What are Minerals? Names & Numbers

Chalcopyrite is one of a dozen copperbearing minerals with names beginning with the prefix “chalco-“, from the Greek chalkos, meaning “copper.” (Wikimedia Commons)

What are minerals? A few hours at a mineralogical museum or a rock and gem show will make it clear there are lots of different minerals. But exactly how many can be surprising. As of September 2023, the International Mineralogical Association’s official tally of mineral species stood at a whopping 5,975…and counting.

During the two millennia that preceded the mid-18th century, naturalists, scholars, miners, alchemists, and early scientists had recognized only about 200 clearly differentiated mineral species—an average discovery rate of roughly one new mineral every ten years. But with today’s rapid growth in mineralogical research backed by increasingly sophisticated analytical tools, mineralogists are discovering and naming new minerals at the rate of nine every month. By the time this article is published, the official count of mineral species will have surpassed 6,000—with more than half described in just the past 50 years.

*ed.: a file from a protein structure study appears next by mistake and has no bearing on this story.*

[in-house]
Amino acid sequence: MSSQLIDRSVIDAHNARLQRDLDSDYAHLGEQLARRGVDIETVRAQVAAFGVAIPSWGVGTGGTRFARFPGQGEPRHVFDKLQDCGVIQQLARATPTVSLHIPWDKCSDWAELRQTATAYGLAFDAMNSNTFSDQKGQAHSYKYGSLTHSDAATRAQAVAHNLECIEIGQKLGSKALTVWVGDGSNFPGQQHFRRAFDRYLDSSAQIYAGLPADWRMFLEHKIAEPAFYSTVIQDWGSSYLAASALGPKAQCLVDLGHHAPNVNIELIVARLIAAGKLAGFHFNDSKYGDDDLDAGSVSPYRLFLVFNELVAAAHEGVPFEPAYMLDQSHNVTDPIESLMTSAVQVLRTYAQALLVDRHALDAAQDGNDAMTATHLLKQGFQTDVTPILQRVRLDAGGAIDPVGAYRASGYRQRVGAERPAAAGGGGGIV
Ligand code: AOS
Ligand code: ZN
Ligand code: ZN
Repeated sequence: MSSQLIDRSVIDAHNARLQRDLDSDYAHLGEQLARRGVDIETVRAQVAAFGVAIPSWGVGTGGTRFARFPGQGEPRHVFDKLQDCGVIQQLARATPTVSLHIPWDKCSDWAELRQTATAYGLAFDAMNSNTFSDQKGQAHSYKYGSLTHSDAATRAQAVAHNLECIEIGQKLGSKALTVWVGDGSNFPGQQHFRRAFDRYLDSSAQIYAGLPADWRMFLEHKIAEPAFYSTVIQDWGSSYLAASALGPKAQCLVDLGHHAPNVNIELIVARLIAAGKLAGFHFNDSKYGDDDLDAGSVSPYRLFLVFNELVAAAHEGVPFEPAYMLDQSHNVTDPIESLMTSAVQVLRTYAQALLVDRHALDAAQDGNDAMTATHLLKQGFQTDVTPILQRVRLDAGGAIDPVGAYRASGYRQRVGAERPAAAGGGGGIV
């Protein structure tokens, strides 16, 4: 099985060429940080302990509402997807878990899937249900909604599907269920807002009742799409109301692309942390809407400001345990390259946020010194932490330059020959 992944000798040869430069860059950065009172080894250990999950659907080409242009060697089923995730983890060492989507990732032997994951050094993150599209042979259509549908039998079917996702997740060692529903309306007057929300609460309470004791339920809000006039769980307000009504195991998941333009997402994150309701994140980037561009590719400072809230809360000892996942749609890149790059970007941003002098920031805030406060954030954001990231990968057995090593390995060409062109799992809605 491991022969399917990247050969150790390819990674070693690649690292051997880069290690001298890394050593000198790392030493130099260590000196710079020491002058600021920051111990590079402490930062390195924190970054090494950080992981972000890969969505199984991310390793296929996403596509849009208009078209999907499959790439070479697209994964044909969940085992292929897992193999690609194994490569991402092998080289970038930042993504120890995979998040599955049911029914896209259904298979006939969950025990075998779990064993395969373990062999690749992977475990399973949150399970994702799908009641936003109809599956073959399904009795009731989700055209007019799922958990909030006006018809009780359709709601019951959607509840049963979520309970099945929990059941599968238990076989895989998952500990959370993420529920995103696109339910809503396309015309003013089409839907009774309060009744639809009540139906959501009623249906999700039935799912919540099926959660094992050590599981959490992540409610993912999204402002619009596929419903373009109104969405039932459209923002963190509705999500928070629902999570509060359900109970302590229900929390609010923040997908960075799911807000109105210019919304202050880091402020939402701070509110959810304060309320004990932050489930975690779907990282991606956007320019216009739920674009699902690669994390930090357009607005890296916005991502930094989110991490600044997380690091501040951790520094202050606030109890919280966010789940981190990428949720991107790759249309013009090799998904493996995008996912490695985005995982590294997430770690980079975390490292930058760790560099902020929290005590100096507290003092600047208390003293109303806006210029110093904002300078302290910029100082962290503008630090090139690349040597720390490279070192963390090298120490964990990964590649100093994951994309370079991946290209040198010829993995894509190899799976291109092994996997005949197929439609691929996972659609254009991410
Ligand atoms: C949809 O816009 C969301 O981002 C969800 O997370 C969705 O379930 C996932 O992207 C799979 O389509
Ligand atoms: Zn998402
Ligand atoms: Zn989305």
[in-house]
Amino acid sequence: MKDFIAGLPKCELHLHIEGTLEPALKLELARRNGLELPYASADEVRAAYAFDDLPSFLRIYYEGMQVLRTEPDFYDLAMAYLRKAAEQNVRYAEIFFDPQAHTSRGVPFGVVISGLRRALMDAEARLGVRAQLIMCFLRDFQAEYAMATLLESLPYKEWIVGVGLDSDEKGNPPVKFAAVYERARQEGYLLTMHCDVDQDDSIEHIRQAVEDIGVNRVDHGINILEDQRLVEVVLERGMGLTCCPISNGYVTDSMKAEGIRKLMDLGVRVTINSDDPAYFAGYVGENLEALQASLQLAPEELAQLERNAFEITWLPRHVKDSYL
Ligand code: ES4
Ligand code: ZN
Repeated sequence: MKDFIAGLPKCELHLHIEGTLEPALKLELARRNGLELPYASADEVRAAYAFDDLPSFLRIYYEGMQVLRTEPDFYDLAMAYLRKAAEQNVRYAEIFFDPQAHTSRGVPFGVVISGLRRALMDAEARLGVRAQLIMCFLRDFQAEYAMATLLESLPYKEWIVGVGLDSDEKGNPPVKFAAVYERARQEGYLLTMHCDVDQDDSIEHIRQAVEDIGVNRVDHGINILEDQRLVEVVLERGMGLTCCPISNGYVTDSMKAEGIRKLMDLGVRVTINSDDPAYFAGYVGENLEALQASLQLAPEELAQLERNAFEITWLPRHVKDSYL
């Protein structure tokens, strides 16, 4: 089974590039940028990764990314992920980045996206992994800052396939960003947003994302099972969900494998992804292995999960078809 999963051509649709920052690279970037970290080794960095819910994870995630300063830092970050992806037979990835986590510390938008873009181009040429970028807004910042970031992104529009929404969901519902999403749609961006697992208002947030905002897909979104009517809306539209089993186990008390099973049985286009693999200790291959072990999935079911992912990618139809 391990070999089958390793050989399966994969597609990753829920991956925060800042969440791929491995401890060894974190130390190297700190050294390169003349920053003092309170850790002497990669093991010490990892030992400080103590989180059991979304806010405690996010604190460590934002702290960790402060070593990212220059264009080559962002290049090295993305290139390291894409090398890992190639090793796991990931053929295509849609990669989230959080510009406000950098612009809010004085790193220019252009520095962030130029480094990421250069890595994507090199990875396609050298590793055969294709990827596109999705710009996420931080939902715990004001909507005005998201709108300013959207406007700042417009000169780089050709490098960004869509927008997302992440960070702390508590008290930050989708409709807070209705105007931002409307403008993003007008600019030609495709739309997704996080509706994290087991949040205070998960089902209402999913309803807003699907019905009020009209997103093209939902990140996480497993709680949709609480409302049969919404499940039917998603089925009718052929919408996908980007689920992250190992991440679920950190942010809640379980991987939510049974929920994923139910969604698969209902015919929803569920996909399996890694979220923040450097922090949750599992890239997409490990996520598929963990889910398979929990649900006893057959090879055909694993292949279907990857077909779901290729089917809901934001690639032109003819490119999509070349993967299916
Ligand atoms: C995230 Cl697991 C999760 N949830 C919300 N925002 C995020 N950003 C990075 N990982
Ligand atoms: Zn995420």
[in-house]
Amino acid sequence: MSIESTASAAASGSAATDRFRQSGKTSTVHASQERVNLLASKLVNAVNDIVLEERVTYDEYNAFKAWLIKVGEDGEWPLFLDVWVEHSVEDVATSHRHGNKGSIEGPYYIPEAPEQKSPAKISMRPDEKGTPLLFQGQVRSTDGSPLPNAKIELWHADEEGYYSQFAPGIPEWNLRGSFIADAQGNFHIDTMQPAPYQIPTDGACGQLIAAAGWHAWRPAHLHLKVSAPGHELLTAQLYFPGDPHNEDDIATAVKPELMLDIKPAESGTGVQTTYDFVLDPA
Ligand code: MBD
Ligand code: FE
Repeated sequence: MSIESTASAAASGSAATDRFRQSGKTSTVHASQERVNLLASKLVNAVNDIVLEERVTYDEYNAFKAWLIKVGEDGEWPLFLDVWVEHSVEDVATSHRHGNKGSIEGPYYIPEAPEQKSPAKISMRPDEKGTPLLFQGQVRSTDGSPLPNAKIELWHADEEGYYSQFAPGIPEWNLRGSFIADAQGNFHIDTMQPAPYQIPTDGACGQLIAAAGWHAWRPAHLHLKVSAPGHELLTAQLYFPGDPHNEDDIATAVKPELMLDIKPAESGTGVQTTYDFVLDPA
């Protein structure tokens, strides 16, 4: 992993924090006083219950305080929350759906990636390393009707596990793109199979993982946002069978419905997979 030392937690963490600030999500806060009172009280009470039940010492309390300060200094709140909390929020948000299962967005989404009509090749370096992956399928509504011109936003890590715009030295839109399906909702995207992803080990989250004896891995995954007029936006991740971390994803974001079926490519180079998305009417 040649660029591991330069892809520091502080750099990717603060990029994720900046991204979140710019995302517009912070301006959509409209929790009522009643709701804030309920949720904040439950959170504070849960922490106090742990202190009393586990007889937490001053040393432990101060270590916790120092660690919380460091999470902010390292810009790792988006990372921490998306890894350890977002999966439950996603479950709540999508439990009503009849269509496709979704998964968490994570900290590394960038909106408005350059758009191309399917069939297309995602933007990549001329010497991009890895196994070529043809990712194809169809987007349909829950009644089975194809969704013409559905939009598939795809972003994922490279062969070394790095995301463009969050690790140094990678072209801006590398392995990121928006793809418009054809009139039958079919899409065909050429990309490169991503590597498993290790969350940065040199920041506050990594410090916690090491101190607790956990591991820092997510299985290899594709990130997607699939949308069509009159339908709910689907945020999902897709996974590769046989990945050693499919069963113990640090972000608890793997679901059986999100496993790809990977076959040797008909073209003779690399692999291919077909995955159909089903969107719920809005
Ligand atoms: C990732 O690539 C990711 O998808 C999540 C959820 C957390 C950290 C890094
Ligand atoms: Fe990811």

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What are Minerals? In the Beginning

The current system of describing and naming minerals evolved over three general periods: antiquity to 1750; 1751 to 1957; and 1958 to the present. Before 1750, knowledge of what are minerals was limited to common types with distinctive properties or those with substantial economic, medicinal, or metallurgical value, all obtained from surface or shallow mineralogical environments. Their names were derived from ancient Greek or Latin words, mining terms, and the whims of individual scholars.

In the mid-1700s, knowledge of chemistry, physics, and crystallography was rudimentary and mineralogy did not yet exist. With limited communication between researchers, the naming of new minerals was a confusing practice replete with errors and repetitions.

Minerals often had multiple names, with many referring not to species, but to varieties of species. Names and their spellings, which varied radically among regions, languages, and cultures, were considered “formalized” if they appeared in scholarly works or simply became popular in general use.

Marie Sklodowska Curie, discoverer of radium and recipient of two Nobel Prizes, is one of only 30 individuals with two minerals named in their honor.
(Wikimedia Commons)

Mixing Tradition & Science